The Final Contradiction
The results described above constitute quite an achievement for one century, but it leaves us with one fundamental contradiction that still needs to be resolved. General relativity and quantum field theory are incompatible. Many theorical physicists are convinced that superstring theory will provide the answer. There have been major advances in our understanding of this subject, which I consider to constitute the ``second superstring revolution,'' during the past few years.
After presenting some more background, I will describe the recent developments and their implications.
There are various problems that arise when one attempts to combine general relativity and quantum field theory. The field theorist would point to the breakdown of the usual procedure for eliminating infinities from calculations of physical quantities. This procedure is called "renormalization", and when it fails the theory is said to be "non-renormalizable."
In such theories the short-distance behaviour of interactions is so singular that it is not possible to carry out meaningful calculations. By replacing point-like particles with one-dimensional extended strings, as the fundamental objects, superstring theory overcomes the problem of non-renormalizability.
An expert in general relativity might point to a different set of problems such as the issue of how to understand the causal structure of space-time when the geometry has quantum-mechanical excitations. There are also a host of problems associated to black holes such as the fundamental origin of their thermodynamic properties and their apparent incompatibility with quantum mechanics. The latter, if true, would mean that a modification in the basic structure of quantum mechanics is required.
In fact, superstring theory does not modify quantum mechanics; rather, it modifies general relativity. The relativist's set of issues cannot be addressed properly in the usual approach to quantum field theory (perturbation theory), but the recent discoveries are leading to non-perturbative understandings that should help in addressing them.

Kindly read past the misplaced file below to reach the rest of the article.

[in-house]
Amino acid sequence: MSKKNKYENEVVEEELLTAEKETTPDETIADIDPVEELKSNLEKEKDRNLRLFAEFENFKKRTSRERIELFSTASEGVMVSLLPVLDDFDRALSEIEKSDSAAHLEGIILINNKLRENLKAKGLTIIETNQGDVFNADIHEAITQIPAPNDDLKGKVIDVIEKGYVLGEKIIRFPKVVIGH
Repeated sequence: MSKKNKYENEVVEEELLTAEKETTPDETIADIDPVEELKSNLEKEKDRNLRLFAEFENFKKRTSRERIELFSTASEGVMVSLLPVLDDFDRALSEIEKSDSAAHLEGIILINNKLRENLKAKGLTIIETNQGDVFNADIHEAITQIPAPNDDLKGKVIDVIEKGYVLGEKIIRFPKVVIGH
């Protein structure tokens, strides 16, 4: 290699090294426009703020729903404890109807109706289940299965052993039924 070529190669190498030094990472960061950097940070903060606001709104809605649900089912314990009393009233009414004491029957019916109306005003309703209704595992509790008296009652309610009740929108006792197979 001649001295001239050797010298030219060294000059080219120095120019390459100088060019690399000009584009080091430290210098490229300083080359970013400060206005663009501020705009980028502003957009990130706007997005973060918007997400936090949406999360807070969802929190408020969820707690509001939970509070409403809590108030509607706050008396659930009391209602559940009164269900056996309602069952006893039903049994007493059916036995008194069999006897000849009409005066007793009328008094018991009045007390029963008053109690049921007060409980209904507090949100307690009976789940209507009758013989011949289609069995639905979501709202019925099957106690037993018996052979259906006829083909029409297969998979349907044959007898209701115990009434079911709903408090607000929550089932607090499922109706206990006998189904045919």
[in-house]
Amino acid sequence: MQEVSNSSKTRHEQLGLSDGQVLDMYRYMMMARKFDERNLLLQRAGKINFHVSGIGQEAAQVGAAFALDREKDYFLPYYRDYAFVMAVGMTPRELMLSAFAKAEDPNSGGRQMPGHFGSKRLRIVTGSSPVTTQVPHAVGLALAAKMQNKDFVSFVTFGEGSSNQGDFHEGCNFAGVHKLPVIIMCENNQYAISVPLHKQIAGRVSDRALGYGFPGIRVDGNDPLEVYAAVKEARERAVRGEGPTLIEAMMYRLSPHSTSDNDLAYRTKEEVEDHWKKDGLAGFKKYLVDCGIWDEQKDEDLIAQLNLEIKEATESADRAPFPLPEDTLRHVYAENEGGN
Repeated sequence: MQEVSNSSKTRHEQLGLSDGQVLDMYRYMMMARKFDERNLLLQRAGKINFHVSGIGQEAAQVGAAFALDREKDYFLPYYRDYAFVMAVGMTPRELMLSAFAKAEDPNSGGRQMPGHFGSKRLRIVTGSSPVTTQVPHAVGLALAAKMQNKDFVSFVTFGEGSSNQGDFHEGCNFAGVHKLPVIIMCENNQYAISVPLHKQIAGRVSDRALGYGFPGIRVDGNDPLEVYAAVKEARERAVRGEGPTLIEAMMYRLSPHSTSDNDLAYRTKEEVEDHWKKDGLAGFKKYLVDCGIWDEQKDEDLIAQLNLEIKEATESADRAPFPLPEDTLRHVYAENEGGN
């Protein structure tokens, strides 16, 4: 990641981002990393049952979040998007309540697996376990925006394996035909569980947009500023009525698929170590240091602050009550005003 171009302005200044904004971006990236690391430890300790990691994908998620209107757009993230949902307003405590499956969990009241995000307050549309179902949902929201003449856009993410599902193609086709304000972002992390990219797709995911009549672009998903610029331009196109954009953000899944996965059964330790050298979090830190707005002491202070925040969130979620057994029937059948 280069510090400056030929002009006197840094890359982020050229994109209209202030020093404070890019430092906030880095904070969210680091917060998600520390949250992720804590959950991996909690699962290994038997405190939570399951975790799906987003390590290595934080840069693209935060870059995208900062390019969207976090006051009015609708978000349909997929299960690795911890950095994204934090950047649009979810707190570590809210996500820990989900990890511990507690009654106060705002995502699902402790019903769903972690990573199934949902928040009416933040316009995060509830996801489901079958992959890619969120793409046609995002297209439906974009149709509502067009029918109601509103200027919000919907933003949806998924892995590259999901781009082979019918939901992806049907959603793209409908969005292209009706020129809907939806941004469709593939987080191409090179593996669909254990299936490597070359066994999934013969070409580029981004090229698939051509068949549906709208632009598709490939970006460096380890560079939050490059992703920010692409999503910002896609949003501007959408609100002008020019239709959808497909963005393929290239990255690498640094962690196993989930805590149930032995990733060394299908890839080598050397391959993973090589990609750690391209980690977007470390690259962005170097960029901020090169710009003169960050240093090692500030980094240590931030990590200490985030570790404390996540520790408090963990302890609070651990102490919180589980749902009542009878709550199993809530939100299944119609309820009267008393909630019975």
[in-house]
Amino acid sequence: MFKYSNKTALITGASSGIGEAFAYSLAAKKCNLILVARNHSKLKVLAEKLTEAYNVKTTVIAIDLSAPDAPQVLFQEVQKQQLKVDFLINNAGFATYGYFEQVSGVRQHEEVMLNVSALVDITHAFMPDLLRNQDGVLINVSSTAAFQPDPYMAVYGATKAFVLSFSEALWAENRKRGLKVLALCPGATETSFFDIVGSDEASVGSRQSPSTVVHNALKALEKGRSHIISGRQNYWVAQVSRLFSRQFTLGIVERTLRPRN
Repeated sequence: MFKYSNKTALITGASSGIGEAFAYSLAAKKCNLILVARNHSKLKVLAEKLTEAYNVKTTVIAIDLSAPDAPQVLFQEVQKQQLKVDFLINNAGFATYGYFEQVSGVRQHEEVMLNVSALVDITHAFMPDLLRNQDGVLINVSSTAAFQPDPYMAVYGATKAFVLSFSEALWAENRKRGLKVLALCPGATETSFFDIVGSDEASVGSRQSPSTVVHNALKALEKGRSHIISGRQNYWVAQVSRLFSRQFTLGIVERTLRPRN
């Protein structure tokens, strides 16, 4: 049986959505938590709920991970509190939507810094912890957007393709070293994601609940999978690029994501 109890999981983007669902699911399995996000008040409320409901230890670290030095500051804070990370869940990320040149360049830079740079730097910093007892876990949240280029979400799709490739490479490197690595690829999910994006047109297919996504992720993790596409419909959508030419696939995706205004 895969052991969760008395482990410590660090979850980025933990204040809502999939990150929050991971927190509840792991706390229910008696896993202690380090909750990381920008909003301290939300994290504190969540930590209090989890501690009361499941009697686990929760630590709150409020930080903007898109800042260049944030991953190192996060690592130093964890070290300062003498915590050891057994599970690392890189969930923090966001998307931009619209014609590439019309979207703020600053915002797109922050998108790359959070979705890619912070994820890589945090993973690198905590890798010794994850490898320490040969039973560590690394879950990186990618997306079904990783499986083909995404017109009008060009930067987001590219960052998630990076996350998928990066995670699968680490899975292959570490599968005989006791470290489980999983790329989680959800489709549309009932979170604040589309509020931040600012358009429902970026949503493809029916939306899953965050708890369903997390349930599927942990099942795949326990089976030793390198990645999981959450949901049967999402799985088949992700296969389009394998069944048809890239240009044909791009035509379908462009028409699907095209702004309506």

Most string theorists expect that the theory will provide satisfying resolutions of these problems without any revision in the basic structure of quantum mechanics. Indeed, there are indications that someday quantum mechanics will be viewed as an implication (or at least a necessary ingredient) of superstring theory.
When a new theoretical edifice is proposed, it is very desirable to identify distinctive testable experimental predictions. In the case of superstring theory there have been no detailed computations of the properties of elementary particles or the structure of the universe that are convincing, though many valiant attempts have been made.
In my opinion, success in such enterprises requires a better understanding of the theory than has been achieved as yet. It is very difficult to assess whether this level of understanding is just around the corner or whether it will take many decades and several more revolutions.
In the absence of this kind of confirmation, we can point to three qualitative "predictions" of superstring theory. The first is the existence of gravitation, approximated at low energies by general relativity. No other quantum theory can claim to have this property (and I suspect that no other ever will).
The second is the fact that superstring solutions generally include Yang--Mills gauge theories like those that make up the "standard model" of elementary particles.
The third general prediction is the existence of supersymmetry at low energies (the electroweak scale). Since supersymmetry is the major qualitiative prediction of superstring theory not already known to be true before the prediction, let us look at it a little more closely. (One could imagine that in some other civilization, the sequence of discoveries is different.)
| Contents | Resolving Contradictions | Supersymmetry | A Brief History of Superstings |
| Basic Ideas of Superstring Theory | Superstring Revolution, part deux |